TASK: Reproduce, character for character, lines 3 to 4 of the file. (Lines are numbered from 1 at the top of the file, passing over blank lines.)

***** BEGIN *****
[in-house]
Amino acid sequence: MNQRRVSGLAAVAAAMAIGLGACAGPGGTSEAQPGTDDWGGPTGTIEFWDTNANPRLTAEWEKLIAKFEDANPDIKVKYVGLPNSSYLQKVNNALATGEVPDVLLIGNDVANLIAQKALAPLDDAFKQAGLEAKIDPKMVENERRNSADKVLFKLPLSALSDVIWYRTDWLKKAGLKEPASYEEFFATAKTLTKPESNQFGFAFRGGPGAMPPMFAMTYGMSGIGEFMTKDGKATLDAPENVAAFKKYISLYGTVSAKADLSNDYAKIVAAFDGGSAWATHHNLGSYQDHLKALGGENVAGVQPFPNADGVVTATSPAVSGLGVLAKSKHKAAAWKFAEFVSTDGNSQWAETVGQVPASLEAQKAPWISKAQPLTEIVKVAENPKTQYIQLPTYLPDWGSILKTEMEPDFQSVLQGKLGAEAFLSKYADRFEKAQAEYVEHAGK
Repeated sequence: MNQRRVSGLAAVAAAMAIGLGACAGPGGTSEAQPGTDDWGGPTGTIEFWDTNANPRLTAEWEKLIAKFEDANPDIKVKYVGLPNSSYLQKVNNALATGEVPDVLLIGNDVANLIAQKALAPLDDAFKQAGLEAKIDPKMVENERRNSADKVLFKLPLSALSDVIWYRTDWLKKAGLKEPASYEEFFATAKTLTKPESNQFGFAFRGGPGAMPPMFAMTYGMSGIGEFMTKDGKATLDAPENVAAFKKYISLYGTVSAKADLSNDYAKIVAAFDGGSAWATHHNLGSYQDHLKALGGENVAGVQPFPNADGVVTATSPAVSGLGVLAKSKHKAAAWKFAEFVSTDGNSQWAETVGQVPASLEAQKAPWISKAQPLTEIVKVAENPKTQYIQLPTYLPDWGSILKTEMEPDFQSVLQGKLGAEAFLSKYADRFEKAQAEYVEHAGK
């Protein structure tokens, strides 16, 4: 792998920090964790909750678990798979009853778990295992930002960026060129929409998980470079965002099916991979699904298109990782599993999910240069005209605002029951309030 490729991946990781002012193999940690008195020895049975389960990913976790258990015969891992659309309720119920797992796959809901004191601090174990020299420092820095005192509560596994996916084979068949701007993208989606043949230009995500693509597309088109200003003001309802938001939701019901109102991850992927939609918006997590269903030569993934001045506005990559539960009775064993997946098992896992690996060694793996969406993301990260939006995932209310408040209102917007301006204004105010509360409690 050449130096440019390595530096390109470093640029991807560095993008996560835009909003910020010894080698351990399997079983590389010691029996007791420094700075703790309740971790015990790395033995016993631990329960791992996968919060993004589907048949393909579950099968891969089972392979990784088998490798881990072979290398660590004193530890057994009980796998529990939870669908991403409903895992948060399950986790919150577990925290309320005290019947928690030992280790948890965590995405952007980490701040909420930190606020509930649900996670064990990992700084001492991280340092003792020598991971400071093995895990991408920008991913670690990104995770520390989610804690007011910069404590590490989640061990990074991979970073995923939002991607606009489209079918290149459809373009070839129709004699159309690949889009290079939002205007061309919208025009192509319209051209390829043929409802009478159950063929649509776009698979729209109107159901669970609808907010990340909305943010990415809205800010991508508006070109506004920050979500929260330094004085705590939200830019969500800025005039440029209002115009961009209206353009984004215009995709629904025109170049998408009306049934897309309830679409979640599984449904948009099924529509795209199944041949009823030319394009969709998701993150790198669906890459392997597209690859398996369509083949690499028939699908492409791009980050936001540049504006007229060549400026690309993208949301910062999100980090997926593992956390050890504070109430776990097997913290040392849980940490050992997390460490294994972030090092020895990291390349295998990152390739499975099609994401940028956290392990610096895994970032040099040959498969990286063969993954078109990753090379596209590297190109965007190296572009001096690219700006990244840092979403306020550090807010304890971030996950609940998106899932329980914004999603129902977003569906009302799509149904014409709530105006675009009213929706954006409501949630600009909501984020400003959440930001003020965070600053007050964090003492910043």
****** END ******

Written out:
Repeated sequence: MNQRRVSGLAAVAAAMAIGLGACAGPGGTSEAQPGTDDWGGPTGTIEFWDTNANPRLTAEWEKLIAKFEDANPDIKVKYVGLPNSSYLQKVNNALATGEVPDVLLIGNDVANLIAQKALAPLDDAFKQAGLEAKIDPKMVENERRNSADKVLFKLPLSALSDVIWYRTDWLKKAGLKEPASYEEFFATAKTLTKPESNQFGFAFRGGPGAMPPMFAMTYGMSGIGEFMTKDGKATLDAPENVAAFKKYISLYGTVSAKADLSNDYAKIVAAFDGGSAWATHHNLGSYQDHLKALGGENVAGVQPFPNADGVVTATSPAVSGLGVLAKSKHKAAAWKFAEFVSTDGNSQWAETVGQVPASLEAQKAPWISKAQPLTEIVKVAENPKTQYIQLPTYLPDWGSILKTEMEPDFQSVLQGKLGAEAFLSKYADRFEKAQAEYVEHAGK
């Protein structure tokens, strides 16, 4: 792998920090964790909750678990798979009853778990295992930002960026060129929409998980470079965002099916991979699904298109990782599993999910240069005209605002029951309030 490729991946990781002012193999940690008195020895049975389960990913976790258990015969891992659309309720119920797992796959809901004191601090174990020299420092820095005192509560596994996916084979068949701007993208989606043949230009995500693509597309088109200003003001309802938001939701019901109102991850992927939609918006997590269903030569993934001045506005990559539960009775064993997946098992896992690996060694793996969406993301990260939006995932209310408040209102917007301006204004105010509360409690 050449130096440019390595530096390109470093640029991807560095993008996560835009909003910020010894080698351990399997079983590389010691029996007791420094700075703790309740971790015990790395033995016993631990329960791992996968919060993004589907048949393909579950099968891969089972392979990784088998490798881990072979290398660590004193530890057994009980796998529990939870669908991403409903895992948060399950986790919150577990925290309320005290019947928690030992280790948890965590995405952007980490701040909420930190606020509930649900996670064990990992700084001492991280340092003792020598991971400071093995895990991408920008991913670690990104995770520390989610804690007011910069404590590490989640061990990074991979970073995923939002991607606009489209079918290149459809373009070839129709004699159309690949889009290079939002205007061309919208025009192509319209051209390829043929409802009478159950063929649509776009698979729209109107159901669970609808907010990340909305943010990415809205800010991508508006070109506004920050979500929260330094004085705590939200830019969500800025005039440029209002115009961009209206353009984004215009995709629904025109170049998408009306049934897309309830679409979640599984449904948009099924529509795209199944041949009823030319394009969709998701993150790198669906890459392997597209690859398996369509083949690499028939699908492409791009980050936001540049504006007229060549400026690309993208949301910062999100980090997926593992956390050890504070109430776990097997913290040392849980940490050992997390460490294994972030090092020895990291390349295998990152390739499975099609994401940028956290392990610096895994970032040099040959498969990286063969993954078109990753090379596209590297190109965007190296572009001096690219700006990244840092979403306020550090807010304890971030996950609940998106899932329980914004999603129902977003569906009302799509149904014409709530105006675009009213929706954006409501949630600009909501984020400003959440930001003020965070600053007050964090003492910043």